Photo: Izabella Balcerzak

Archiving queer, black history

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By Bianca Bharti

The history of the queer, black community and the importance of archiving was discussed at the sixth annual Queering Black History Month event at Oakham Lounge on Thursday night.

Chrys Saget-Richard, a coordinator at the Racialised Students’ Collective, organized the event along with the Ryerson Students’ Union.

Tonight … was basically a conversation around how we are able to record our own history, rather than having it told by people who are not queer or black or trans,” Saget-Richard said.

Speakers at the event included Abdi Osman, Beverly Bain and Lena Peters, all active members in the Toronto queer, black community.

Osman, a photographer and documenter who focuses on the intersect of black masculinity and Muslim queer identities, showed the last instalment of his three-part series called Black Queer Affection. The series is about black, queer friendship in Toronto.

Bain, a professor at University of Toronto Mississauga who researches and teaches diasporic sexualities and black queer diasporic studies, shared the story of two women who were key figures in the Toronto black, queer scene.

“As black queers, we are [invisible] within the larger context of the black community,” Bain said. “But with black, queer feminists, we’re even further marginalized and [invisible].”

She shared the life of Sherona Hall who was heavily involved in gay, women, lesbian, transgender, bisexual and HIV and AIDS advocate groups. She also shared the life of Makeda Silvera, who started Sister Vision Press, a publication that gives voice to Canadian women of colour throughout the ‘80s and ‘90s.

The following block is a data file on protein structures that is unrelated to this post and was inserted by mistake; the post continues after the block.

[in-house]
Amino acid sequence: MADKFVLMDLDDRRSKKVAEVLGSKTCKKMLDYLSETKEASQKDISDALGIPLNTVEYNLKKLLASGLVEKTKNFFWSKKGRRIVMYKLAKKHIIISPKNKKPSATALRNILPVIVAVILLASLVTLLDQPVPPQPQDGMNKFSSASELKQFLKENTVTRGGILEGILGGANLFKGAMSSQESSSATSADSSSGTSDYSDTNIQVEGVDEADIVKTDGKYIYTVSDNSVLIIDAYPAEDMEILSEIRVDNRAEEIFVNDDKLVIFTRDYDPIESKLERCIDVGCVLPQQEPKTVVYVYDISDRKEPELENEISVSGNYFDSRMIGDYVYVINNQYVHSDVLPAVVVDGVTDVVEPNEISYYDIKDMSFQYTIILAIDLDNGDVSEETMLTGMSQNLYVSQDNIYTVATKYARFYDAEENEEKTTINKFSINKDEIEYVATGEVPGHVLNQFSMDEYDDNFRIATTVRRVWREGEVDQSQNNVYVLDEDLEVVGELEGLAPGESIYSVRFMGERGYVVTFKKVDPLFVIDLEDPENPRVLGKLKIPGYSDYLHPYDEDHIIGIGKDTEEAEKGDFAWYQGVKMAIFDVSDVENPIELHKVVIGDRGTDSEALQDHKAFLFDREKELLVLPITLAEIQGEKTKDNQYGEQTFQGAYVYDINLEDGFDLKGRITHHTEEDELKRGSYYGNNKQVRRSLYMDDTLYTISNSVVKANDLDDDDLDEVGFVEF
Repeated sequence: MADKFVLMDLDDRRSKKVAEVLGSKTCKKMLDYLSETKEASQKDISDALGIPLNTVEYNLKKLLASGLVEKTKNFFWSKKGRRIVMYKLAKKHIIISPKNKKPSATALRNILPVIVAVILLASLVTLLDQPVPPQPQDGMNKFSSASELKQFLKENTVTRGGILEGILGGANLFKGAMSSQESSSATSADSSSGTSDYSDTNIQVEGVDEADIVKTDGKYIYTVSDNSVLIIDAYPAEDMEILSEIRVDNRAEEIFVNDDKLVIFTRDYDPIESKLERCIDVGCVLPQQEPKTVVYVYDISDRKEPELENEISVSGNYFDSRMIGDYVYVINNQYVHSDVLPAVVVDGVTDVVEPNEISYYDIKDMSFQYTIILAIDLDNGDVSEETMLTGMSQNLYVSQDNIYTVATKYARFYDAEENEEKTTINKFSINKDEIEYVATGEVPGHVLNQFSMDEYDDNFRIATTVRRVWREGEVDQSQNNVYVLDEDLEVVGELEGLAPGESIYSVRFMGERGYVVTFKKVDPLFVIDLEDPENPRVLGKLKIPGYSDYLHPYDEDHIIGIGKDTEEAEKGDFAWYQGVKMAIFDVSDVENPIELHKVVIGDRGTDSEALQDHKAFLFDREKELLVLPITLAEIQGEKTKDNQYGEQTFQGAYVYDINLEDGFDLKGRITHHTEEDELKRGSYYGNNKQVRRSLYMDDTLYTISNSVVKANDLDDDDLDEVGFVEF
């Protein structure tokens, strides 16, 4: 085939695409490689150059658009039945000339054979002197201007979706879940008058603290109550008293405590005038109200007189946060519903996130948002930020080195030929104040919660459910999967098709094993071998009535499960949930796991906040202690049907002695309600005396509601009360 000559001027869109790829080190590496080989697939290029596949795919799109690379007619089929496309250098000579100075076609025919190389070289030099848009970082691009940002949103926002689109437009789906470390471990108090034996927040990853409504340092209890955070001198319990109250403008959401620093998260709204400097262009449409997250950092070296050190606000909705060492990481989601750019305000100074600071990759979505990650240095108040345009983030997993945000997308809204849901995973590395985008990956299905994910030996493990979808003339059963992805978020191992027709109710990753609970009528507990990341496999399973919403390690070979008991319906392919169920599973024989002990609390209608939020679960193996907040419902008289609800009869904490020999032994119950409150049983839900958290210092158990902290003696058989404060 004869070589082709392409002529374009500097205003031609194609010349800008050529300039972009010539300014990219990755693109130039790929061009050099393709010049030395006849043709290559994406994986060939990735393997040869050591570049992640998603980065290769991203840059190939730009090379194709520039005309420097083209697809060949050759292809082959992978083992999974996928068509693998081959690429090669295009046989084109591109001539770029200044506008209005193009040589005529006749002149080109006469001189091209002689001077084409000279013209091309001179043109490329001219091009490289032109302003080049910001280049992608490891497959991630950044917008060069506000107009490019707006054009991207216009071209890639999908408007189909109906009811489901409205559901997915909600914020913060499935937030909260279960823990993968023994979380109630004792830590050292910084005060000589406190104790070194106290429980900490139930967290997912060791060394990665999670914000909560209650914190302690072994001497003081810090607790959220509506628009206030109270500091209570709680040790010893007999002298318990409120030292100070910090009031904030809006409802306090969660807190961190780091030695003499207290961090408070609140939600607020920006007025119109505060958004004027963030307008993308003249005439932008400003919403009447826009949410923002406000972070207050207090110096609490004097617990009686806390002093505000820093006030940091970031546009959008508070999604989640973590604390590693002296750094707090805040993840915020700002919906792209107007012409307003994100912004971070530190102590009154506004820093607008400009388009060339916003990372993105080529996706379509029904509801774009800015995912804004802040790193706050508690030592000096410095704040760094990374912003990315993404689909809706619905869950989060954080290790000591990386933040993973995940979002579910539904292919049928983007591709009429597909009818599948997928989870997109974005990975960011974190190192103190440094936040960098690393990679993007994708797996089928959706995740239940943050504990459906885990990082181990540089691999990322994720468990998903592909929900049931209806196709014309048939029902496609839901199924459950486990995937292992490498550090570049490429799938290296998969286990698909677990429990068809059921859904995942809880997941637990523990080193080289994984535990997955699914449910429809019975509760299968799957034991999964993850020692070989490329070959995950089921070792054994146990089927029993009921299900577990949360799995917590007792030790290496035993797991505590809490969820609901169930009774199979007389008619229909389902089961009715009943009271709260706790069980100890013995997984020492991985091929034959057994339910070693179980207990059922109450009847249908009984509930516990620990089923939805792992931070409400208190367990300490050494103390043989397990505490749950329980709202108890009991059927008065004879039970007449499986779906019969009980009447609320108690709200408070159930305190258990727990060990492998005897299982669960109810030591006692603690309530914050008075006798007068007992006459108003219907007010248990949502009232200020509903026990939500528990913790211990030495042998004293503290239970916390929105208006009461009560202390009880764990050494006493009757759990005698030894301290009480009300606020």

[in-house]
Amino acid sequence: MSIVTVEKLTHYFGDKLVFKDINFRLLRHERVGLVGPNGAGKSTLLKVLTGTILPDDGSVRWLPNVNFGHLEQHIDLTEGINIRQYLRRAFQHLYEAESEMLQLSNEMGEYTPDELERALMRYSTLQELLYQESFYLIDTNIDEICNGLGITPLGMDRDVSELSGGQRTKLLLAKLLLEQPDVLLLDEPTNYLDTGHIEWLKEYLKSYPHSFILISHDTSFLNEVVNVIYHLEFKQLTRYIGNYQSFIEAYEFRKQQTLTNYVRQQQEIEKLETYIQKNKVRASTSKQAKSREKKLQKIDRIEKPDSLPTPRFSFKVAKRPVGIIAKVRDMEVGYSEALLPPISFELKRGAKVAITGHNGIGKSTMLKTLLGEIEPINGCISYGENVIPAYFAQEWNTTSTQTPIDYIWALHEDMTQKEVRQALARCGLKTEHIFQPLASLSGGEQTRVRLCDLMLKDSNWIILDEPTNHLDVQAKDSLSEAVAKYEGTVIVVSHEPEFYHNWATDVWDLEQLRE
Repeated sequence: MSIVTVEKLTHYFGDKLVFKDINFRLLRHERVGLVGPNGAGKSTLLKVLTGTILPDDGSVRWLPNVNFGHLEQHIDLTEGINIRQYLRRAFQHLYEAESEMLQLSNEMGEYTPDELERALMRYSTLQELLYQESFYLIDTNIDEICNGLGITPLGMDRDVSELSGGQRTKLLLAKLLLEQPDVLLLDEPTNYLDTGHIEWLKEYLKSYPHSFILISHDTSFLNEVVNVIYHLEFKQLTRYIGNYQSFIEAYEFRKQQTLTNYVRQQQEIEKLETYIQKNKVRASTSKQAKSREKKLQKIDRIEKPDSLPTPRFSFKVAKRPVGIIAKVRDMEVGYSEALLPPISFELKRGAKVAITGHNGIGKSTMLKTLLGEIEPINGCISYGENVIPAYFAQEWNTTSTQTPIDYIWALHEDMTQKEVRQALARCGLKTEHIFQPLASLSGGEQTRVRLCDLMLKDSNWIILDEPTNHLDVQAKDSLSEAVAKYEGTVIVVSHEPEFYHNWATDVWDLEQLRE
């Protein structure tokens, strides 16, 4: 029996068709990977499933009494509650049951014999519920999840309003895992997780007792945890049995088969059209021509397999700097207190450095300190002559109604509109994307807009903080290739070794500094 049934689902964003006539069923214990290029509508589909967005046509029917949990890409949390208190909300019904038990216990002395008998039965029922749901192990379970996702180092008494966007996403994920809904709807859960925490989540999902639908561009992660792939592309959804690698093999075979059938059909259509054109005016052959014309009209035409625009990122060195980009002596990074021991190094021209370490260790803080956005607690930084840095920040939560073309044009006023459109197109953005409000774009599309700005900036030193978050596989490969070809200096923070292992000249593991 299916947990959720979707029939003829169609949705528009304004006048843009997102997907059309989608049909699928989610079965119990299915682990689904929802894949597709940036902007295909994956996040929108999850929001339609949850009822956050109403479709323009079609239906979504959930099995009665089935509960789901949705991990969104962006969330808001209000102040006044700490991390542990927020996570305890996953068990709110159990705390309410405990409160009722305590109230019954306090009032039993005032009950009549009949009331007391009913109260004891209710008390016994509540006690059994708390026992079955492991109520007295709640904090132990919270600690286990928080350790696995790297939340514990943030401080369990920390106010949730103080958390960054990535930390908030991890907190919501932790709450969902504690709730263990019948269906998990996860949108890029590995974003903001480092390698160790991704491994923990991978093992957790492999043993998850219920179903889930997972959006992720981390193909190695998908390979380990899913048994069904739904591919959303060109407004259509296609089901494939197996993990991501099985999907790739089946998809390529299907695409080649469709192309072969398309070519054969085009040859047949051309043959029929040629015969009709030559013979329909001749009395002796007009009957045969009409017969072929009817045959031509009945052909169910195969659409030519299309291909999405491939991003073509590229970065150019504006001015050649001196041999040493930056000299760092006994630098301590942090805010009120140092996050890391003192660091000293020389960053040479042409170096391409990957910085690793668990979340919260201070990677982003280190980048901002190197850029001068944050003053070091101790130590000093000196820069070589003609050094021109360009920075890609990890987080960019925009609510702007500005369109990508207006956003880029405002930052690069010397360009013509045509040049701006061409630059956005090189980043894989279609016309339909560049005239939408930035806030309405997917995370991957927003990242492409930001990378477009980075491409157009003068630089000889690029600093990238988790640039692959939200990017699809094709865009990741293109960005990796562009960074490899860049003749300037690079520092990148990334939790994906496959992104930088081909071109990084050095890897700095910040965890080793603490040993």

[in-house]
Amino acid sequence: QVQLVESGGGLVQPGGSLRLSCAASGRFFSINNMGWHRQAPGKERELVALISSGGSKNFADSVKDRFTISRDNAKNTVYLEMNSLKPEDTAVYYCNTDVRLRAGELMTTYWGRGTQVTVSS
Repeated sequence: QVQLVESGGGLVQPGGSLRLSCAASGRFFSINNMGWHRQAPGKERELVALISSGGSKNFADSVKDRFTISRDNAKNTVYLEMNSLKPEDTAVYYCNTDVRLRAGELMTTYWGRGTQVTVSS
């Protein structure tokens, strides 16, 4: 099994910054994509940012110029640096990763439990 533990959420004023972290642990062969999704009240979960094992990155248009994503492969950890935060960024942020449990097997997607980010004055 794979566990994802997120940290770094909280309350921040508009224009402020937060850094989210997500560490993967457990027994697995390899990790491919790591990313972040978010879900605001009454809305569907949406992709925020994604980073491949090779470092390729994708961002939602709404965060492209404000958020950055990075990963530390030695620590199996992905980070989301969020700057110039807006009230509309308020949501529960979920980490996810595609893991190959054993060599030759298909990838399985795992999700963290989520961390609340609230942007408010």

Peters spoke about the Black Lives Matter movement and how the presence of young, black, queers is becoming more prominent.

“I want to talk about what it specifically means to be young, queer, and black, in a time where queer, black folks are media-makers and shaping the ways we communicate,” Peters said.

She said that queer, black youth are revolutionizing the way people discuss social justice.

“When we look at Twitter and Tumblr, so much of our language around social justice is being developed on the ground by queer youth of colour.”

Peters talked a lot about Beyoncé’s song Formation, and how the inclusion of Messy Mya showed the progress of efforts done on the ground by queer youth of colour.

“Beyoncé didn’t tell us to get into formation, we told Beyoncé to get into formation,” Peters said.

The night ended with a performance by House of Monroe, a vogue dance group that hosts events and performances in Toronto’s LGBTQ+ scene.

“Toronto has a particular history that not many people know about. So we need to share, we need to have these conversations,” Saget-Richards said.

“That’s how we form community.”

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